I forget the circumstance now, but sometime in the early '80s I remember finding a book on my parents' bookshelves and deciding to take it on. The book was William Shirer's epic Rise and Fall of the Third Reich, which clocked in at a whopping 1,386 pages. For a guy who basically didn't read, that was an undertaking.
It's one thing to undertake it, and quite another to finish it. But I hardly put the book down until I turned the last page. Turns out it wasn't what I expected, and it kind of changed my whole perception of history. Instead of having to commit to memory a bunch of names and dates that had tenuous (or no) relevance to modern life, this book read almost like a novel. It was a personal eyewitness account of an almost unbelievable, world-shaking tale of events only recently past. And what a story; to this day nothing I have read in fiction can match the character of Adolph Hitler or the Nazi Party's rise to power and the consequences thereof. Whether inherently or because of this awakening event, the events of Germany in the 20s-40s retain a particular power on me.
I hope it's unnecessary to stress that nothing in the Nazi racial philosophy, and very little of their methods, resonated with me; on the contrary, I think (as I have said elsewhere) the idea that any meaningful thing about a person, or especially a group of people, can be known by their race is about as strongly disproven as anything can be. But I'm lying if I don't admit to finding the whole business magnetic: the downtrodden country unable to hold onto a government; the tyranny of the Versailles Treaty; the easy resort to scapegoating and the ready-made culture of anti-Semitism; the raucous street competition between thuggish groups of political adherents; the Nazis' utterly brilliant use of propaganda; the marches and mass rallies and symbolism; the snappy uniforms. And there is the character of Hitler himself, whose impact on people far surpassed anything I had seen in tepid, cynical American politics. I find myself instantly sucked in, and the film footage and photographs of that era are endlessly fascinating.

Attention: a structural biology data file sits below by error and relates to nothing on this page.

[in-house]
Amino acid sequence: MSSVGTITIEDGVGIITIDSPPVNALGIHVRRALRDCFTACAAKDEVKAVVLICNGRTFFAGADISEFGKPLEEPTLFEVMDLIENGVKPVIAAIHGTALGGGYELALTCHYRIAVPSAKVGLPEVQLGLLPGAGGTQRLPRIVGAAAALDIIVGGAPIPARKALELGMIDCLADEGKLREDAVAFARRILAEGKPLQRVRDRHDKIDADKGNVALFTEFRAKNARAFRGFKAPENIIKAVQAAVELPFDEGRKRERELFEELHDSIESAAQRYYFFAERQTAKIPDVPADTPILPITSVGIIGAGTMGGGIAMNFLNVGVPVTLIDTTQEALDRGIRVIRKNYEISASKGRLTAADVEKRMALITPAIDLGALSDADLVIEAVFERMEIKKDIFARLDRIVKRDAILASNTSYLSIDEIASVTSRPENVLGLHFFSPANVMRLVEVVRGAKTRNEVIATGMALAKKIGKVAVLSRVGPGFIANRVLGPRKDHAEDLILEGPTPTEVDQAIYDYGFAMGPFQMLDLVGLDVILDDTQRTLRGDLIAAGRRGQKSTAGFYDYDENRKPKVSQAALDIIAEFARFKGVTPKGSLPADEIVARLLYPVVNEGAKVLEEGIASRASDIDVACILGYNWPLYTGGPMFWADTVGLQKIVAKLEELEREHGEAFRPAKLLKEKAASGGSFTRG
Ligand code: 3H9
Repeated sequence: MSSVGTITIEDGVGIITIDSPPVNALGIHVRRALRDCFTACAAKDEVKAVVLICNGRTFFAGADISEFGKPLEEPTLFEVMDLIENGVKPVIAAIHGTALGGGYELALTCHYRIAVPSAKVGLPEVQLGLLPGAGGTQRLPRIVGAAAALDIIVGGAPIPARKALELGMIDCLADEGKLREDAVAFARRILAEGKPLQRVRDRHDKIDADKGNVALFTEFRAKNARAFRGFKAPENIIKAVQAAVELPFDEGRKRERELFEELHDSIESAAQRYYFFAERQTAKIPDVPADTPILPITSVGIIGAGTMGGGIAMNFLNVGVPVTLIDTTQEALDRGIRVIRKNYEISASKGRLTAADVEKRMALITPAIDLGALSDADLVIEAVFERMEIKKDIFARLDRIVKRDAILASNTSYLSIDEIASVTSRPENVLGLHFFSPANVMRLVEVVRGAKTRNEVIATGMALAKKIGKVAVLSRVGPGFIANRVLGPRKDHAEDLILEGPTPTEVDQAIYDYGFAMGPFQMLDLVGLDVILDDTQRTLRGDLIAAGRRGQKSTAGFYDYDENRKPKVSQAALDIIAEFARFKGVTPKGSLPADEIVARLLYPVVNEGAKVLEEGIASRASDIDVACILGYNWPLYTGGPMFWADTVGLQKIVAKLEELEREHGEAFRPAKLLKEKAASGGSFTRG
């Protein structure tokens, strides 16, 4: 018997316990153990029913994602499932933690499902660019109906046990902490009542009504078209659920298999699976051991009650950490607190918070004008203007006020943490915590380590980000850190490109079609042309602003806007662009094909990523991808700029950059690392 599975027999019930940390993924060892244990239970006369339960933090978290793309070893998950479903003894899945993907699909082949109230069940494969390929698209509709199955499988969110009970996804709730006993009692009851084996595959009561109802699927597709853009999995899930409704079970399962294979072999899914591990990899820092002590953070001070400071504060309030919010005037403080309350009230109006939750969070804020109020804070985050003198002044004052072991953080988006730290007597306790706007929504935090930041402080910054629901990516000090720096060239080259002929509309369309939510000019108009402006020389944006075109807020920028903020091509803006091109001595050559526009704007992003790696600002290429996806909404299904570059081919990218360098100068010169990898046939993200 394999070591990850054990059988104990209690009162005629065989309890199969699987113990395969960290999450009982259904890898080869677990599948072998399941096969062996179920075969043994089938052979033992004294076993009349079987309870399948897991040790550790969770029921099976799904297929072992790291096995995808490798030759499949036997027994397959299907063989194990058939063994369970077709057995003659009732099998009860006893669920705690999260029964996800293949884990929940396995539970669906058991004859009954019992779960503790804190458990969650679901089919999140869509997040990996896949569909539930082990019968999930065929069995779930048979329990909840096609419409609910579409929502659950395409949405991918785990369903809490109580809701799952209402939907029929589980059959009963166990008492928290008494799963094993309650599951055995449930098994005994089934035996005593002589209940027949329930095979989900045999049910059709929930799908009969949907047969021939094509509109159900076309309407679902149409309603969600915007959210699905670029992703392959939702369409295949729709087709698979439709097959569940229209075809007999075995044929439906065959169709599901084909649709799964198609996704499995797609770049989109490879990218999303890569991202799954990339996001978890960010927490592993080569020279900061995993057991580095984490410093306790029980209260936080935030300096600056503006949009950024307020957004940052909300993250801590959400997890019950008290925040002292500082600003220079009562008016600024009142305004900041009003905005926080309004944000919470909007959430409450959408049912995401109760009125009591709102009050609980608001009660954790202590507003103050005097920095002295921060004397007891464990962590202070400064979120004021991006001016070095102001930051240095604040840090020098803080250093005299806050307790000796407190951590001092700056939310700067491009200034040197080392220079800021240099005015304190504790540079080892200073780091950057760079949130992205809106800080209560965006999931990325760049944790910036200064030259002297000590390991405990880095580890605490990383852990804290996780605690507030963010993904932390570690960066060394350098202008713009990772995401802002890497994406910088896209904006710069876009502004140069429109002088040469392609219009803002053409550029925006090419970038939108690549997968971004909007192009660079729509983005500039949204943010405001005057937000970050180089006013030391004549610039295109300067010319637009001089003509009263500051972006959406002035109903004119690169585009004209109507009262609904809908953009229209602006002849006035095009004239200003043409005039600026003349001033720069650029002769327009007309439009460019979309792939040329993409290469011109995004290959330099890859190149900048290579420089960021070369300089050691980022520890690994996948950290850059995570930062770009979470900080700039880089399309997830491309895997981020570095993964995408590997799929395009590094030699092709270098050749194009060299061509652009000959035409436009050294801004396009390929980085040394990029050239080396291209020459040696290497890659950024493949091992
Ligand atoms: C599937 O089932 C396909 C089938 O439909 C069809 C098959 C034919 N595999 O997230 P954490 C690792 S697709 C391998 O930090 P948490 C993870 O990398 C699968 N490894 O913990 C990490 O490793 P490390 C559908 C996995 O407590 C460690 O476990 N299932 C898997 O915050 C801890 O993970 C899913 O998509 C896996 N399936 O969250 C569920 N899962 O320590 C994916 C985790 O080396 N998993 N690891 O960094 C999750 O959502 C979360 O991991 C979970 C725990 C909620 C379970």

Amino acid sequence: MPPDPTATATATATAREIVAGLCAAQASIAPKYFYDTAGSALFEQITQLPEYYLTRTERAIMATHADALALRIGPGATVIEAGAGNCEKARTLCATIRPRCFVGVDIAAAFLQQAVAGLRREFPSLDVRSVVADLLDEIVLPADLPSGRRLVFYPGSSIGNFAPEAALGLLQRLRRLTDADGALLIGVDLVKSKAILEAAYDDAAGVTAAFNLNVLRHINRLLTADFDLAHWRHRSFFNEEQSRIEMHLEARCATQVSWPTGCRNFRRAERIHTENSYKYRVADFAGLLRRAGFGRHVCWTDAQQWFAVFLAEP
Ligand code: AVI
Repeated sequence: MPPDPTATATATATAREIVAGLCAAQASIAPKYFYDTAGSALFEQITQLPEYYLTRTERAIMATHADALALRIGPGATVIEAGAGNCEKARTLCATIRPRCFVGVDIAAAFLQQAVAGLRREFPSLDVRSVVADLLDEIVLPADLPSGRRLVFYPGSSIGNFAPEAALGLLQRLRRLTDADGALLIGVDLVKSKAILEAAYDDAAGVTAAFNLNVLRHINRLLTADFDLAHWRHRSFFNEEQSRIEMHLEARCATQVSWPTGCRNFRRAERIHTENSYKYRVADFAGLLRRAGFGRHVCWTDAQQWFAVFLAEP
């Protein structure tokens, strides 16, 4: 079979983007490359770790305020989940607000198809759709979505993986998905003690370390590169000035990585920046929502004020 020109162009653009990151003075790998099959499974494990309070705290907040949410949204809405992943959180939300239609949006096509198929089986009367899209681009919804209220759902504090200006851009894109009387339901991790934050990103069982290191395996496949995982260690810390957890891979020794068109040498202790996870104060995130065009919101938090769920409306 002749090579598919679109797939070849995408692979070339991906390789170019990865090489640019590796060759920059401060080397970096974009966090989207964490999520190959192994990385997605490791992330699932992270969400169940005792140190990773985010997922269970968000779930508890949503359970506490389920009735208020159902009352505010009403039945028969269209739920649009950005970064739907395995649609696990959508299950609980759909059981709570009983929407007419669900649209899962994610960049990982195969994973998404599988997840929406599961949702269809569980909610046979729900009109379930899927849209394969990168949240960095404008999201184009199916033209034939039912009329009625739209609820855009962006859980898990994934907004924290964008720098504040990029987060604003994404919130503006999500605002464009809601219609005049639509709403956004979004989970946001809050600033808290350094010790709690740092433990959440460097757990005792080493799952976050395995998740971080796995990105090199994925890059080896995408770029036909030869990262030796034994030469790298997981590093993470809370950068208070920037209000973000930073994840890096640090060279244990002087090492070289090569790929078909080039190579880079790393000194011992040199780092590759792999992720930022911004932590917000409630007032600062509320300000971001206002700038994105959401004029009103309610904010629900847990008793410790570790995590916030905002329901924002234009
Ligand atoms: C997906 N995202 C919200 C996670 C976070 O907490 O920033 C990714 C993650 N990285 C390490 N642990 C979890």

All this by way of introduction. Another crewmember mentioned a while back that there was a Nazi history museum here in Cologne. In my three years of coming here I had heard nary a peep about the place. I always assumed there would be such a facility in Berlin, but I hadn't thought to look for anything here. The party's control over the country was absolute, and the organs of state were everywhere, but I hadn't assumed that this chapter would be immortalized in museums in various places around the country. I just hadn't stopped to wonder about how modern Germany dealt with Nazi history.
I did a little research yesterday and located the place--not far from our hotel--but after walking over I found it closed for the holidays. I tried again this morning with better results.